Mason Crane is a work in progress for England, says Andy Flower

Ali Martin
The Guardian
<span class="element-image__caption">Mason Crane has now left the England Lions tour of the West Indies as planned and is preparing to join the main party in New Zealand.</span> <span class="element-image__credit">Photograph: Michael Dodge/Getty Images</span>
Mason Crane has now left the England Lions tour of the West Indies as planned and is preparing to join the main party in New Zealand. Photograph: Michael Dodge/Getty Images

Andy Flower, the England Lions coach, has called for greater patience regarding Mason Crane’s development as a leg-spinner and tipped Jack Leach to make an impact when the Test side tour Sri Lanka in November.

England’s second string are 2-0 down in their three-match unofficial Test series against West Indies A following heavy defeats in what Flower describes as “subcontinental” conditions, with spin having accounted for 55 of the 66 wickets to fall across both sides.

That Hampshire’s Crane has taken only one and bowled 26.4 overs – compared with 88.4 from Leach and 49 overs of off-break from the batsman Liam Livingstone – could set alarm bells ringing after a chastening Ashes debut in Sydney last month and his subsequent retention for the Test tour to New Zealand.

Flower, who puts the greater use of Livingstone down to the number of left-handers in the West Indies side, insists some perspective is required despite Crane’s rapid elevation to the senior side this winter.

“People should be patient with his development and he should find a balance of pushing himself with high expectations and standards, but also understanding that he is a 21-year-old leg-spinner,” Flower said.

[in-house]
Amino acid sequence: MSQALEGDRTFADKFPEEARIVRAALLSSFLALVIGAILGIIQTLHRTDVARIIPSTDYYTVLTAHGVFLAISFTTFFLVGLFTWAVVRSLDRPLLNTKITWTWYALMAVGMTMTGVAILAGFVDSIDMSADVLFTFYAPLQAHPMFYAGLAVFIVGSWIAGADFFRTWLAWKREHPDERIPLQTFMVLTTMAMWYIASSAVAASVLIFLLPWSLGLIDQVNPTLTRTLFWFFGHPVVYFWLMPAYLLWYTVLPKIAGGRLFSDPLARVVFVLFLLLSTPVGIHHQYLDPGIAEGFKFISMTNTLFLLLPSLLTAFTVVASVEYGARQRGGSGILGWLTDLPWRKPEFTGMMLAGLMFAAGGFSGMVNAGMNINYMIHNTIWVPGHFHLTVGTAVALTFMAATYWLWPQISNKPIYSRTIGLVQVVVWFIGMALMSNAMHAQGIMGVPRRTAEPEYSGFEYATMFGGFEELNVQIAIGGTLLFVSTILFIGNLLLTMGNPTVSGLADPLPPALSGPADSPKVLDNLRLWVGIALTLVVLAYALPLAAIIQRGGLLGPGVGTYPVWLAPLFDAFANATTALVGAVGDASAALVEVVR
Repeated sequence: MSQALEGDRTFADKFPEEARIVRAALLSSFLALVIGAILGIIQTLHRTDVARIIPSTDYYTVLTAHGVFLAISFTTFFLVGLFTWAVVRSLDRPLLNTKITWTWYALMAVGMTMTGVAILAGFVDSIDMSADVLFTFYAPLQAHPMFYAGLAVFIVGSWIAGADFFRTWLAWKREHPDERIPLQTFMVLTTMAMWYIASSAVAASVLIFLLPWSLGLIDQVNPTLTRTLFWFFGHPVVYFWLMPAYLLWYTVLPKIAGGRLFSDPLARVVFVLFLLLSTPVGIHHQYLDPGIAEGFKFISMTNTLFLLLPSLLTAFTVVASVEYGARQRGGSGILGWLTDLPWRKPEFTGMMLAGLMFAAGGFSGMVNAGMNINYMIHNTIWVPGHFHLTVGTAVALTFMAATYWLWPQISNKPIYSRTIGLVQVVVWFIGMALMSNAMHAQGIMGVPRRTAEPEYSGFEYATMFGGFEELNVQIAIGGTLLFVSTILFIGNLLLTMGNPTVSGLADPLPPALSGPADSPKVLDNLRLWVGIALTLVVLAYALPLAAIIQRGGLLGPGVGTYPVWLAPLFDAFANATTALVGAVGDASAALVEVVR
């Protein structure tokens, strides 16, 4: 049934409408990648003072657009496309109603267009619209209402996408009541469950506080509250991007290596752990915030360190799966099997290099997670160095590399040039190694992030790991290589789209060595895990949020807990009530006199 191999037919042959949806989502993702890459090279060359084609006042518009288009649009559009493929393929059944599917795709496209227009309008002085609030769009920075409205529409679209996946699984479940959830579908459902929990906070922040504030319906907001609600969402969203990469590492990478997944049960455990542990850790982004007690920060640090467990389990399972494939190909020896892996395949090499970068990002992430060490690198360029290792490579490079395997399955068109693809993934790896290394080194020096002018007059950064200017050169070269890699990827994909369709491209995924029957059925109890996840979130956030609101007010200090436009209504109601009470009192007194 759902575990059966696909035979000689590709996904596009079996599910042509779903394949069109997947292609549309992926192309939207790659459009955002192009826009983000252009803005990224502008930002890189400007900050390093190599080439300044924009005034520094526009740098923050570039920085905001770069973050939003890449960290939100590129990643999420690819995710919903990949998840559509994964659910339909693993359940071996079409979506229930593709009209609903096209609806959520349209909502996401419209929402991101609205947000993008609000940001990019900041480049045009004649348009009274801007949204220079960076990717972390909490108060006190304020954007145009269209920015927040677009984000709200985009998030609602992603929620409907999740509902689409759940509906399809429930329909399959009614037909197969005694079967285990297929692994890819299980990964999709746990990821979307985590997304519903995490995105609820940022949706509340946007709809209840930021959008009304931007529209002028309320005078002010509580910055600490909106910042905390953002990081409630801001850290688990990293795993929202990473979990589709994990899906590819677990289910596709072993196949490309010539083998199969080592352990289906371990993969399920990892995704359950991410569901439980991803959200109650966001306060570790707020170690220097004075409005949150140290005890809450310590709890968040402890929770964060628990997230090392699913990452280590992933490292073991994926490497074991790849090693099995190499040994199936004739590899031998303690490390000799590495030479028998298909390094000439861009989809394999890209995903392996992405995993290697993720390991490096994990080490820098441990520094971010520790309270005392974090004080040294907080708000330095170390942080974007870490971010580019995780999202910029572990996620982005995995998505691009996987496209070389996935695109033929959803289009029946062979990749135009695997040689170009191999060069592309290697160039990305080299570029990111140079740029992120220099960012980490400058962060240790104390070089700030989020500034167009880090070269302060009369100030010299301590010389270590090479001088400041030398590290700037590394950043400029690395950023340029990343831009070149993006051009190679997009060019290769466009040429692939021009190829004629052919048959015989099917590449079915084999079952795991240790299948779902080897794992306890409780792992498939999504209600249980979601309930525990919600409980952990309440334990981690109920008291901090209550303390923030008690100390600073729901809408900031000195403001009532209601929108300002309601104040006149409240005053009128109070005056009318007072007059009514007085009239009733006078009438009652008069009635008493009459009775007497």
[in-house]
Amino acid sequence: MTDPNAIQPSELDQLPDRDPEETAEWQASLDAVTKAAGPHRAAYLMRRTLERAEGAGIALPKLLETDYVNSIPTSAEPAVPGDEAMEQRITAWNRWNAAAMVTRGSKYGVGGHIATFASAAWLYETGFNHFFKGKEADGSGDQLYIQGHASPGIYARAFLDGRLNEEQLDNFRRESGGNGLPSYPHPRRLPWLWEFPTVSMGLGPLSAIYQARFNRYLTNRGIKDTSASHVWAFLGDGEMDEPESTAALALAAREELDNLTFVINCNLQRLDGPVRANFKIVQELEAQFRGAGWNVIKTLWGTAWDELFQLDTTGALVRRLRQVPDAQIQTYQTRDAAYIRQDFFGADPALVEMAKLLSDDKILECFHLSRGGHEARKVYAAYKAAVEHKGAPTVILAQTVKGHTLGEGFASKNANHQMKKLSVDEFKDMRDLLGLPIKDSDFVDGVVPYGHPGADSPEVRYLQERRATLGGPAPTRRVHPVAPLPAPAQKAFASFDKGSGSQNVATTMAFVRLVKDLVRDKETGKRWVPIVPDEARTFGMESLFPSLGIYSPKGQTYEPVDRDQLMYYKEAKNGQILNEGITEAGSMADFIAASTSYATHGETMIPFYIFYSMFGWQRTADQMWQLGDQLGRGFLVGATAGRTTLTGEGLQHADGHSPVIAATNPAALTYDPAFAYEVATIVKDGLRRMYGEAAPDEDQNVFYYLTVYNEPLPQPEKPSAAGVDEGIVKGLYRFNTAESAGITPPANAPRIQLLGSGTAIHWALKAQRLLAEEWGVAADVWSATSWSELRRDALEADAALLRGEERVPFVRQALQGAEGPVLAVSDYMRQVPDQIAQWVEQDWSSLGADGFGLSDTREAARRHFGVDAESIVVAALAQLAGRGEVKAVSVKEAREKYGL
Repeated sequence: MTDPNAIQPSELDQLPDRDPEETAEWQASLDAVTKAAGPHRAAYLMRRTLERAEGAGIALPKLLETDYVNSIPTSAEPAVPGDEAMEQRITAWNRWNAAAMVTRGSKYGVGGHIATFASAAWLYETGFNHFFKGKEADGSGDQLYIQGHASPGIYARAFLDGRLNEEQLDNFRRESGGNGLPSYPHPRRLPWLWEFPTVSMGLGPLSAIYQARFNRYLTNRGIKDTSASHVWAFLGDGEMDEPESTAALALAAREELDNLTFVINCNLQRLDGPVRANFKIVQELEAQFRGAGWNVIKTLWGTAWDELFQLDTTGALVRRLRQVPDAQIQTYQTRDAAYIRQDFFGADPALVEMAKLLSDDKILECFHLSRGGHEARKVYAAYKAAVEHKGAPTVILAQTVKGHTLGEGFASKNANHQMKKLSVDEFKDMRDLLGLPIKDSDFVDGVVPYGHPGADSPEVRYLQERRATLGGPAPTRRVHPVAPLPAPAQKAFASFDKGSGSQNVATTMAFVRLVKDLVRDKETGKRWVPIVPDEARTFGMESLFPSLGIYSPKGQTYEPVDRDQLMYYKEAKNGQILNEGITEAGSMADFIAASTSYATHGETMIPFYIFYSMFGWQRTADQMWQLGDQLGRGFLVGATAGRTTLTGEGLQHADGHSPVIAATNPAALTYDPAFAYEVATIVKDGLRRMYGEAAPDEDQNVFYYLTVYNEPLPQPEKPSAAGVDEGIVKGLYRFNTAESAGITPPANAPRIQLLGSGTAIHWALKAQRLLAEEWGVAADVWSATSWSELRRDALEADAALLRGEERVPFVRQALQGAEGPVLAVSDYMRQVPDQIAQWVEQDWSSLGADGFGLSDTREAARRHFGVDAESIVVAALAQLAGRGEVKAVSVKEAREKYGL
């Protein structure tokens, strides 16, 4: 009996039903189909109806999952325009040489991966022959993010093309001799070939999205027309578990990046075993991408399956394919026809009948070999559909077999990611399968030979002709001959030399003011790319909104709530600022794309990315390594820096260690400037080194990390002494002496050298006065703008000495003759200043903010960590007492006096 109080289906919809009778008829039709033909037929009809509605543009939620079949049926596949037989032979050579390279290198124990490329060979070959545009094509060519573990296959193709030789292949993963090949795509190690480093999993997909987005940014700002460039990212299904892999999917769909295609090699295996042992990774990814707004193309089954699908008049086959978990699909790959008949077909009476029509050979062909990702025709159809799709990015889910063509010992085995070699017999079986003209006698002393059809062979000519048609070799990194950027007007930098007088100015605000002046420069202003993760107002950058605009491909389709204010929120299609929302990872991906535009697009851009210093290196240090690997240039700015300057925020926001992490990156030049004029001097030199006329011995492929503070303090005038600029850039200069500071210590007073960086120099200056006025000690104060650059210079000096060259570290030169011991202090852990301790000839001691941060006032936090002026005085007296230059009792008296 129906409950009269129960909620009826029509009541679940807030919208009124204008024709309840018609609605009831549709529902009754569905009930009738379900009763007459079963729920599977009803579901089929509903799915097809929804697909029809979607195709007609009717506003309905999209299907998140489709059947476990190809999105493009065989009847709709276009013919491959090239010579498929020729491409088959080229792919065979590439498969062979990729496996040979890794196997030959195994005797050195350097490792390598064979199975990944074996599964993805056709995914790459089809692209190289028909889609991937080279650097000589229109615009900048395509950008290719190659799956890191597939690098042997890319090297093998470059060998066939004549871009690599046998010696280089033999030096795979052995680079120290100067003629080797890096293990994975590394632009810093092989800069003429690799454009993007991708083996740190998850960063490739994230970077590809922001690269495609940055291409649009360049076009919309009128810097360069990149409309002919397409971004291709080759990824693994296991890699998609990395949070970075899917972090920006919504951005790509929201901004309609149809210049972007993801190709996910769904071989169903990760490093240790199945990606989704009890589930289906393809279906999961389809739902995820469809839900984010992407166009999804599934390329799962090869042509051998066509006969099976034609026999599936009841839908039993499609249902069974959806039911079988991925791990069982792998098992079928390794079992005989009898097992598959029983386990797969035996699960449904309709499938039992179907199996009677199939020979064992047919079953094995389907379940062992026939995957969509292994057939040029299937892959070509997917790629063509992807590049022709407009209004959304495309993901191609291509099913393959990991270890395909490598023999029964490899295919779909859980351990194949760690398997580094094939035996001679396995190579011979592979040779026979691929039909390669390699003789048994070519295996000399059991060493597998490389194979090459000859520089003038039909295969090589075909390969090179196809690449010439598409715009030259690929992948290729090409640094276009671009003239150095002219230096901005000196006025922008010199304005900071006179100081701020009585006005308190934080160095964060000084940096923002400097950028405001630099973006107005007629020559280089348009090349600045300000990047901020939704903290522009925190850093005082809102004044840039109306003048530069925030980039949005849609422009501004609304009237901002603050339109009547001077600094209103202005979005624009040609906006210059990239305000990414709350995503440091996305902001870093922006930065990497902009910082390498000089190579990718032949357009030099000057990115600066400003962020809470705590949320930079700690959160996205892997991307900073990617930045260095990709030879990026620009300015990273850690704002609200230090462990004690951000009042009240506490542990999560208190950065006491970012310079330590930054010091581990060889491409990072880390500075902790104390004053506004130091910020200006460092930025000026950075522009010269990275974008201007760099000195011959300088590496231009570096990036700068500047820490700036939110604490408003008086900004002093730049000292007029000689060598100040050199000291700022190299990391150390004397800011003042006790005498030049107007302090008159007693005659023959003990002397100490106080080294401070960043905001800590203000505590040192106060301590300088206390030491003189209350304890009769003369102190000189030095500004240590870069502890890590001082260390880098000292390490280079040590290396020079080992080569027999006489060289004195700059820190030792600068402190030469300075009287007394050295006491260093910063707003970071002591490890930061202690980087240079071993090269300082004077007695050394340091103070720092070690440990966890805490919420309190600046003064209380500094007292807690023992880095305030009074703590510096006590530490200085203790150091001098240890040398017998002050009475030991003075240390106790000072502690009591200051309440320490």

“Just because he’s been picked for the New Zealand series doesn’t necessarily mean he will pull up trees. He’s a confident young guy and I like that he’s combative. But he also knows he has got a lot of learning to do, and overs to get under his belt, to come anywhere near to mastering his very difficult art.”

Crane has now left the Lions tour before Monday’s day-night series finale in Antigua – this was always the plan – and though his talent is obvious, his recent struggles are why Adil Rashid’s decision to become a white-ball specialist have been viewed as premature in some quarters.

Though Rashid’s 10 Tests brought 38 wickets at 42 runs apiece, the Yorkshireman could still have challenged the younger man for a spot on next winter’s tours to Sri Lanka and the spin-friendly Caribbean.

The selectors will surely now look to Leach, who has followed two bumper county seasons for Somerset on the turning track at Taunton with 14 wickets in the two Lions four-day games so far. His eight for 110 in the first match at Trelawny broke Graeme Swann’s record match figures for an England spinner at A level.

Flower said: “Selection is not down to me but on pitches that turn he has shown himself to be very effective and has been the dominant bowler for us. In Sri Lankan conditions and with continued development, there is no reason why he can’t make an impact.”

The plight of the Lions makes it a poor red-ball winter for England overall, prompting criticism from Michael Vaughan following Tuesday’s innings defeat in Kingston. Flower is happy that expectations are high, despite the Lions squad being primarily about development and some frustration is evident in his appraisal of a batting lineup who include the former Test players Keaton Jennings, Haseeb Hameed and Livingstone.

He added: “Most reasonable people understand results are not always connected to resources, otherwise India would win every series they play. A big part of the Lions is to give players opportunities to grow and learn. We have lost on big turning pitches and batsmen haven’t coped. So that tells us where they are and informs how we work with them.

“Our top score in four innings is 60 from Paul Coughlin at No 7 and that is not OK. So I am not going to talk about who has been impressive, as no one has been. There have been snippets of class but nothing substantial, nothing to match what West Indies have done. People underestimate them and denigrate them but they are proud performers and have a lot of talent.”

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